Deadly Medicine: Creating the Master Race is organized and circulated by the United States Holocaust Memorial Museum. Deadly Medicine is sponsored in part by The Samberg Family Foundation, the Dorot Foundation, the Viterbi Family Foundation of the Jewish Community Foundation of San Diego, and the Rosenbluth Family—Al, Sylvia, Bill, and Jerry. Additional support was provided by the Takiff Family Foundation and the David Berg Foundation. The Kansas City presentation of Deadly Medicine is made possible by the generous support of Saint Luke’s Health System, The Conference on Jewish Material Claims Against Germany, the Missouri Humanities Council, the Kansas Humanities Council, Sprint Foundation and Oppenstein Brothers Foundation. Bus subsidies have been provided by the Earl J. and Leona K. Tranin Special Fund and the Flo Harris Supporting Foundation of the Jewish Community Foundation of Greater Kansas City.
Admission, hours, and additional information
Deadly Medicineis a free exhibition and will be open through June 10, 2010. Viewer discretion advised as this exhibition contains material that may be disturbing to some viewers. The National Archives at Kansas City is open Tuesday-Saturday 9:00 a.m. – 5:00 p.m. for exhibits viewing and Tuesday-Saturday from 8:00 a.m. – 4:00 p.m. for research. Free parking is available for National Archives visitors, with additional free parking available in the Union Station Parking Garage on the west side of Union Station.
The National Archives at Kansas City is one of 13 facilities nationwide where the public has access to Federal archival records. It is home to more than 50,000 cubic feet of historical records dating from the 1820s to the 1990s created or received by nearly 100 Federal agencies. Serving the Central Plains Region, the archives holds records from the states of Iowa, Kansas, Minnesota, Missouri, Nebraska, North Dakota, and South Dakota. The facility is located at 400 West Pershing Road, Kansas City, MO 64108. It is open to the public Tuesday – Saturday from 8 a.m. to 4 p.m. for research, with the exhibits open from 9 a.m. to 5 p.m. For more information, call 816-268-8000 or visit: www.archives.gov/central-plains.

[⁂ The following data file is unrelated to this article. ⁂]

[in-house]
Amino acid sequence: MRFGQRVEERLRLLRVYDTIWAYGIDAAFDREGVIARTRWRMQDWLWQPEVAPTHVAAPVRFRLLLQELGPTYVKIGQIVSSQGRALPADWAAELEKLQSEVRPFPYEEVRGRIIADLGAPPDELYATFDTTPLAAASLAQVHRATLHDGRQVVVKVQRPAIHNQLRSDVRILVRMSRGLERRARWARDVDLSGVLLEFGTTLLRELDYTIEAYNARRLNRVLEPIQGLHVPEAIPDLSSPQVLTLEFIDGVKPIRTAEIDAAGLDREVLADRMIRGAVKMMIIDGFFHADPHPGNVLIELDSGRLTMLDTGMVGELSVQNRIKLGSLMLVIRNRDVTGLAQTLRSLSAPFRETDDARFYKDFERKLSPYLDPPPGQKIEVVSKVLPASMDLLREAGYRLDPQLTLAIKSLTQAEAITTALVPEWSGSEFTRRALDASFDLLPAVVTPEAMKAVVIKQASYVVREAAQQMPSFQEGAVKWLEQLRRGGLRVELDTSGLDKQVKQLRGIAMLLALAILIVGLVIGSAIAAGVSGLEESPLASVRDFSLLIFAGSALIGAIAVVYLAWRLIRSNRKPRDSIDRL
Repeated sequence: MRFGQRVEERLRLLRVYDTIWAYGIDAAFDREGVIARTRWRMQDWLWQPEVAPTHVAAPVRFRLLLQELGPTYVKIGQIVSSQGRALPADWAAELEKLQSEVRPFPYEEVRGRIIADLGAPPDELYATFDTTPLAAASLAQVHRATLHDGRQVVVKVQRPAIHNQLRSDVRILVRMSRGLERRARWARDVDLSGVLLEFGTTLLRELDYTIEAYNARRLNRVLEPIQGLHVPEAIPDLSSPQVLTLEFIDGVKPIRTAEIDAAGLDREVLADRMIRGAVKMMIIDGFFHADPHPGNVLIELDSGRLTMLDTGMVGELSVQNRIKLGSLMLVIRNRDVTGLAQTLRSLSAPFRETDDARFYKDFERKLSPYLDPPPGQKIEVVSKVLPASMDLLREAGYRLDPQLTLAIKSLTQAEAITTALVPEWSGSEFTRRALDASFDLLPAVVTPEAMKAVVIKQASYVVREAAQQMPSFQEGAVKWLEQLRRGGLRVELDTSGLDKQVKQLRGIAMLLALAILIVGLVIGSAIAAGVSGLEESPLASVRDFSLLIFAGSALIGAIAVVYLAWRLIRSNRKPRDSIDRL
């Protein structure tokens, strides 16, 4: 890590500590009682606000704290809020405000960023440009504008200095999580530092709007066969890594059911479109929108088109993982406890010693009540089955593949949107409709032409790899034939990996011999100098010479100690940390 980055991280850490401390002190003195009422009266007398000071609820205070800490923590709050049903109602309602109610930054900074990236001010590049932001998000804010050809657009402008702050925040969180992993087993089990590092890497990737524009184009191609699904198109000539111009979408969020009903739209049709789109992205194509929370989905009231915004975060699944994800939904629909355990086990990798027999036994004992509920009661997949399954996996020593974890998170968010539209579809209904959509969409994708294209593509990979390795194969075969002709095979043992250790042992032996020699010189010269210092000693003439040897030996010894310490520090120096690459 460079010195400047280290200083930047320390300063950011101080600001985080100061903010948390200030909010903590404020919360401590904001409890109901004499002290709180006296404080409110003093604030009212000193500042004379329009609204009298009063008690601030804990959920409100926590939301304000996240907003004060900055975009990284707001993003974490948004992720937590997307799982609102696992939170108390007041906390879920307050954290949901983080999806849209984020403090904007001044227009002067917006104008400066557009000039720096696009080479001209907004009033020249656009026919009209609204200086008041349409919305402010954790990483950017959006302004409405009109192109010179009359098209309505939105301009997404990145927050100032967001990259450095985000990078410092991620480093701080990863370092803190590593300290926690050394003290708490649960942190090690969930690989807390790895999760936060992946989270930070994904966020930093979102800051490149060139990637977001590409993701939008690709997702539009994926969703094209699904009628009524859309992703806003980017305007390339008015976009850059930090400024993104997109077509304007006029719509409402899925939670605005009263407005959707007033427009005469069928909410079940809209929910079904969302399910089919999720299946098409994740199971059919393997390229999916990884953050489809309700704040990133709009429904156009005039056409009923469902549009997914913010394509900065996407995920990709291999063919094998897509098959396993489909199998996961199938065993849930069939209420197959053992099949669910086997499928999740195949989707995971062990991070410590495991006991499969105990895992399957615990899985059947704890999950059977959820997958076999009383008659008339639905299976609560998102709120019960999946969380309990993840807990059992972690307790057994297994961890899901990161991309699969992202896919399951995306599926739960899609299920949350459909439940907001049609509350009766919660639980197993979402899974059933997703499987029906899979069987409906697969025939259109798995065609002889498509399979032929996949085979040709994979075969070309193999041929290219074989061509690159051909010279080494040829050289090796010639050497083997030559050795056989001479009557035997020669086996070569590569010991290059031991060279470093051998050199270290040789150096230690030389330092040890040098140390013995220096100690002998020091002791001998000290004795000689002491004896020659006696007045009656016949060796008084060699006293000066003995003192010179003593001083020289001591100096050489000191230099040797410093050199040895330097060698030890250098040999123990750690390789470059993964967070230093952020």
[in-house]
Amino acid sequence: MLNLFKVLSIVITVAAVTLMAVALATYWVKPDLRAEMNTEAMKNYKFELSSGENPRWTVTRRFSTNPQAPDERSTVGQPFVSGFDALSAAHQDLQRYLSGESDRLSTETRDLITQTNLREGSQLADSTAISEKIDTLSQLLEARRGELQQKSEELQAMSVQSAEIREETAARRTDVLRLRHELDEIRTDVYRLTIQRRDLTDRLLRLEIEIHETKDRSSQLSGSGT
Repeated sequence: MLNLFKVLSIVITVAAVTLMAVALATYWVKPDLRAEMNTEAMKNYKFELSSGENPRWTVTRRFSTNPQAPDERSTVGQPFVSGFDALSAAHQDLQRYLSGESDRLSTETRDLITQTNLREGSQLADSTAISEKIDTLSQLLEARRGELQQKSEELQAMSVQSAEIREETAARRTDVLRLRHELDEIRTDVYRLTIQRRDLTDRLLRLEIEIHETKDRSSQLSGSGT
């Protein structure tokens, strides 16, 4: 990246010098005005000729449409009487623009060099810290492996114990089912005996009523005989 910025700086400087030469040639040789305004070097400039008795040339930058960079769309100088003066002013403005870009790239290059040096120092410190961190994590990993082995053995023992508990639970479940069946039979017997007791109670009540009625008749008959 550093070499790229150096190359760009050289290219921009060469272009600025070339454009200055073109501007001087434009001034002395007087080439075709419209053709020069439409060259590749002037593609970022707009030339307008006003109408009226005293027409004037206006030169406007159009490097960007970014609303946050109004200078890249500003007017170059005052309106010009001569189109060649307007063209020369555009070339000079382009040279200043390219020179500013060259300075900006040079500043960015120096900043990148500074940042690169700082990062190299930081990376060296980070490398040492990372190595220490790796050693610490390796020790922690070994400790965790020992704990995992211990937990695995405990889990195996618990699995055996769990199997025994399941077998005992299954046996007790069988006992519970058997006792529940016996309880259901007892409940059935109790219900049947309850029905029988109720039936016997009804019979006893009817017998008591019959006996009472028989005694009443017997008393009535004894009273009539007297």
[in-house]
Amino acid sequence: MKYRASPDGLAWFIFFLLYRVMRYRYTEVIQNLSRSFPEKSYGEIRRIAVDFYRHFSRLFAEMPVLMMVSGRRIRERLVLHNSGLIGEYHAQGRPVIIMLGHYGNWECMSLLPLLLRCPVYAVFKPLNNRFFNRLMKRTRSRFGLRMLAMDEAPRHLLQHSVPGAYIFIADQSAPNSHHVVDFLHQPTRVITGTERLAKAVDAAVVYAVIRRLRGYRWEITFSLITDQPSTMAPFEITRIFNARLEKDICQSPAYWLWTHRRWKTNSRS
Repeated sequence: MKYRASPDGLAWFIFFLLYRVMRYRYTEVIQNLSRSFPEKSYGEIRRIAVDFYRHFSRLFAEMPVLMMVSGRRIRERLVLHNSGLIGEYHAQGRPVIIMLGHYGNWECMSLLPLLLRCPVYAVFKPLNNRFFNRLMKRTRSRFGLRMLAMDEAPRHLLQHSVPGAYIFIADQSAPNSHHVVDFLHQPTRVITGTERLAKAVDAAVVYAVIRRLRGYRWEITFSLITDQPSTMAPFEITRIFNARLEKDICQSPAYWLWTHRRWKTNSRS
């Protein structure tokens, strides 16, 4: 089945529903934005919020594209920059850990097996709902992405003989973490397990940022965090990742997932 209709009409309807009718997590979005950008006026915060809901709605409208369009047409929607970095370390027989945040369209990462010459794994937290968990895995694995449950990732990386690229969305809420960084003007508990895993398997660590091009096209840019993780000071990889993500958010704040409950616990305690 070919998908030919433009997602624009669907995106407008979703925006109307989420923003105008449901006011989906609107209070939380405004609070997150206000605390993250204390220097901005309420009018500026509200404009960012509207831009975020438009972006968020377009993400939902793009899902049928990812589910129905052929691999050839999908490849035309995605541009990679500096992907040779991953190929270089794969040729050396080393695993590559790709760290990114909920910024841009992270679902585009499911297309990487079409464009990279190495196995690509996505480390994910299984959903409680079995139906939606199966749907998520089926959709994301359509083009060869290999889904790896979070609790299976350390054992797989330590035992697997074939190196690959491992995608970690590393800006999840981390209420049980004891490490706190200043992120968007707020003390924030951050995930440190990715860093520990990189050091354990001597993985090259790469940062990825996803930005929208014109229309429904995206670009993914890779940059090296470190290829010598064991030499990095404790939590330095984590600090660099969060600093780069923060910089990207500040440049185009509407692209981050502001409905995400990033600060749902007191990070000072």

The Midwest Center for Holocaust Education (MCHE) was founded in 1993 by Holocaust survivors. Our mission is to teach the history and lessons of the Holocaust, applying its lessons to counter indifference, intolerance, and genocide. Located at the Jewish Community Campus in Overland Park, KS, MCHE serves people of all faiths and cultures in Kansas, western Missouri and elsewhere in the Midwest. We serve teachers, students (primarily grades 7 through college) as well as civic and community groups through exhibits, speakers, films, an annual essay contest, teacher education, and a resource library. We honor local survivors and their experiences by recording and communicating their stories to every generation. To find out more, go to www.mchekc.org.